References

 

  • Val Plumwood on ‘two tasks’ Environmental Culture: The Ecological Crisis of Reason, 2002, London: Routledge, p. 8.
  • Ilya Prigogine,  The End of Certainty: Time, Chaos, and the New Laws of Nature, New York: The Free Press, 1997, p 57
  • Donna Haraway, When Species Meet, 2007, Minneapolis: University of Minnesota Press.
  • Anna Tsing (In press), ‘Unruly Edges: Mushrooms as Companion Species’. In Thinking with Donna Haraway, edited by S. Ghamari-Tabrizi.
  • Patrick Curry ‘Nature Post-Nature’ in New Formations, 64 (Earthographies), Spring 2008, 51-64.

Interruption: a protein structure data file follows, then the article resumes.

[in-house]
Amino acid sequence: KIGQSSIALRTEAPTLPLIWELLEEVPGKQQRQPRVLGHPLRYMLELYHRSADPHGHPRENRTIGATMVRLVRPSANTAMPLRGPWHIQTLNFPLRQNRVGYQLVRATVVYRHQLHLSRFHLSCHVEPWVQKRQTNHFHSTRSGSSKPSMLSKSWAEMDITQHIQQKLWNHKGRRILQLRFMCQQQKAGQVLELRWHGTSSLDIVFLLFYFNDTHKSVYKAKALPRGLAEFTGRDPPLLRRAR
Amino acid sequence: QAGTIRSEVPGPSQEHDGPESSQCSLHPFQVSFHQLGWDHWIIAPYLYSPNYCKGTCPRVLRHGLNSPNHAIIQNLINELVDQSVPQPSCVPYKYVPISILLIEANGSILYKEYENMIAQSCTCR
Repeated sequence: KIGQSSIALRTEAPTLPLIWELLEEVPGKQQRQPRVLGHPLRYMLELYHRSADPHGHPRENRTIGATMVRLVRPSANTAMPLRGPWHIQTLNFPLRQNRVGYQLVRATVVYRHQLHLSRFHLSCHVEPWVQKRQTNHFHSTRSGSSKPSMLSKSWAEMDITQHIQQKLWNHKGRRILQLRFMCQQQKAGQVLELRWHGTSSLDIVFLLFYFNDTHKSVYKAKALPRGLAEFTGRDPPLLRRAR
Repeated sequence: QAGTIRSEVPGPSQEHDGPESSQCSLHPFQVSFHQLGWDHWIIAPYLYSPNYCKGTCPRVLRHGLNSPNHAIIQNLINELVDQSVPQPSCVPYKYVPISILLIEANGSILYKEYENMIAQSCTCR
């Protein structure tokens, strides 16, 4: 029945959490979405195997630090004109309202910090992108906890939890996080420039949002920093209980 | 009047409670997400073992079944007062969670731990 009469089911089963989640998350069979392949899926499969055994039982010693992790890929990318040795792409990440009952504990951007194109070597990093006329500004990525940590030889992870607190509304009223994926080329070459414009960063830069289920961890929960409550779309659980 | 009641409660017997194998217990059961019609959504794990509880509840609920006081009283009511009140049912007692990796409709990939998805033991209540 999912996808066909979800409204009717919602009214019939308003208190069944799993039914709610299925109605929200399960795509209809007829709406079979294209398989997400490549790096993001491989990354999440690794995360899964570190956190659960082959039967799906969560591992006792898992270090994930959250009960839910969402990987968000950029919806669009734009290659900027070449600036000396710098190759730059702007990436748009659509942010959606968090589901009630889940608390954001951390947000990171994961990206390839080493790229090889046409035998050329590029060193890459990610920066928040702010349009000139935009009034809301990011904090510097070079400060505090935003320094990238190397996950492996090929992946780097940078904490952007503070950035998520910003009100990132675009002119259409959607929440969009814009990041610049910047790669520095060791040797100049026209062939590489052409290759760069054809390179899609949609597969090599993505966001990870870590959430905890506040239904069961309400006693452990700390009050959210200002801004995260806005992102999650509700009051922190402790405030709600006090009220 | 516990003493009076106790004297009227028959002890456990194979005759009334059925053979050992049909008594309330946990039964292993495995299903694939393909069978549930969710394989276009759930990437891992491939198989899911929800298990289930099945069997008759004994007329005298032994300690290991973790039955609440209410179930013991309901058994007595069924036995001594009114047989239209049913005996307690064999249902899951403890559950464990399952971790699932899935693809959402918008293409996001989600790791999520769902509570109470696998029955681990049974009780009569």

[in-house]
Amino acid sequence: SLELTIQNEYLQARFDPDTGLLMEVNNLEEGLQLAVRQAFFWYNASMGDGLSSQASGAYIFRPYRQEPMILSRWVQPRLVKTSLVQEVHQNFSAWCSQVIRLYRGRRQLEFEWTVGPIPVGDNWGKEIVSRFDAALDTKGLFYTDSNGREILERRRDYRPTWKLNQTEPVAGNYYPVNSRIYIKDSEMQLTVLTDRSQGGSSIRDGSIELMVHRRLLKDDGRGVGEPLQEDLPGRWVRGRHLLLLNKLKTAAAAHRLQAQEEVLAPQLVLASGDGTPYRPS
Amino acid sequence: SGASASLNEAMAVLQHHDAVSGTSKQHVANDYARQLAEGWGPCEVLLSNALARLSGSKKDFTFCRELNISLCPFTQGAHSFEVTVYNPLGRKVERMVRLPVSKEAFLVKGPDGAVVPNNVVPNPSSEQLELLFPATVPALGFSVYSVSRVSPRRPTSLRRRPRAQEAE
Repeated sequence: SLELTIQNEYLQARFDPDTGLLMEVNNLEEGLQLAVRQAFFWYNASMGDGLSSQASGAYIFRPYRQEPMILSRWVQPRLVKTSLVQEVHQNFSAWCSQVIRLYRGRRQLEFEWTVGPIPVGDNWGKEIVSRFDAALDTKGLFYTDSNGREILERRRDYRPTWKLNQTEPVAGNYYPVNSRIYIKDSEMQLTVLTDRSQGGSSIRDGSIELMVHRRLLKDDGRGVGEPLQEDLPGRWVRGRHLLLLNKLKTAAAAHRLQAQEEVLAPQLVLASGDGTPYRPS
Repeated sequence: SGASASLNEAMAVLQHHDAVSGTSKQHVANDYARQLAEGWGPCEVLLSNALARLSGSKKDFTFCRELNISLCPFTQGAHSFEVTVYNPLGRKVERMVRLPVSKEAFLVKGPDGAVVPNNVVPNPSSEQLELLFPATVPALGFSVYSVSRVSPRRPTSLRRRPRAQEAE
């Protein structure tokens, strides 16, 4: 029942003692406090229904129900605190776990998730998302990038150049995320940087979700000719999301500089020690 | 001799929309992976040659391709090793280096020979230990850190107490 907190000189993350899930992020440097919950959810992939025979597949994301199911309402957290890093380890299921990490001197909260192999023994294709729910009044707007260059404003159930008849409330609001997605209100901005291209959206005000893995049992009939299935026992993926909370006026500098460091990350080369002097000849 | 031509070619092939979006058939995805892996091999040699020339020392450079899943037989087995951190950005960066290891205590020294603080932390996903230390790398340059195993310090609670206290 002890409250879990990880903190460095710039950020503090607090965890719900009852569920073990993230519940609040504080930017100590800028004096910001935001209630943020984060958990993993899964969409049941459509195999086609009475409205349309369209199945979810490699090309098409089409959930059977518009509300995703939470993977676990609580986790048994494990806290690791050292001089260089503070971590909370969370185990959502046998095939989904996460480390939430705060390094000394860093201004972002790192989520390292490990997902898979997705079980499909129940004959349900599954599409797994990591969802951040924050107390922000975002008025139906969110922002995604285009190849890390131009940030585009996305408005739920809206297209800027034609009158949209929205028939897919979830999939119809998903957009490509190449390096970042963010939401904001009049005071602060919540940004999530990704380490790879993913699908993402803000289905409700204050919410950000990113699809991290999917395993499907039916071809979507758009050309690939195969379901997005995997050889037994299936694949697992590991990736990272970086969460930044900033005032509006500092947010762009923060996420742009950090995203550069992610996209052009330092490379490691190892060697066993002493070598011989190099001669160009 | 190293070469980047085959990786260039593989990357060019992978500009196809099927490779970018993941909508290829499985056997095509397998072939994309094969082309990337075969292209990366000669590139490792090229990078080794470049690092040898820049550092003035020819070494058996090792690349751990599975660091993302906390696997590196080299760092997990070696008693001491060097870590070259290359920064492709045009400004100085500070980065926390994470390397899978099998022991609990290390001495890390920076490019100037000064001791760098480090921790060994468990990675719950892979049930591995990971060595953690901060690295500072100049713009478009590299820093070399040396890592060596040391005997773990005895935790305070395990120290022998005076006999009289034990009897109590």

A Brief History Deborah Rose convened the first Ecological Humanities Working Group in 2001 at the Centre for Resource and Environmental Studies (now the Fenner School) of the Australian National University. Those who participated in the day of intense discussion included Tom Griffiths, Freya Mathews, Stephen Muecke, Kate Rigby, Libby Robin, Deborah Rose, Tim Rowse and Bob Wasson, assisted by George Main and with apologies from Val Plumwood. The group reconvened in 2002 with Gay Hawkins sitting in for Stephen Muecke. In both meetings the participants articulated the existence of a huge critical blind spot in contemporary thought. This blind spot was the place where ecological science and the humanities intersect. The urgency of gaining analytic, academic and public purchase on this intersection arises from the Anthropocene, this era in which the impact of humanity on earth systems has gained the force of a geological era.One aspect of the blind spot was the lack of a dedicated journal. Following from these two meetings, Libby Robin and Deborah Rose initiated the Ecological Humanities section within the Australian Humanities Review. The journal is Australia’s premiere on-line humanities publication (ERA rank A), and has the further merit of being freely available through the internet. We launched the new journal section with an invitation (Rose and Robin 2004) to engage with the Ecological Humanities. A related initiative was to bring into the science community the fact that the humanities has been the missing link in environmental discourse (Fischer et al. 2007).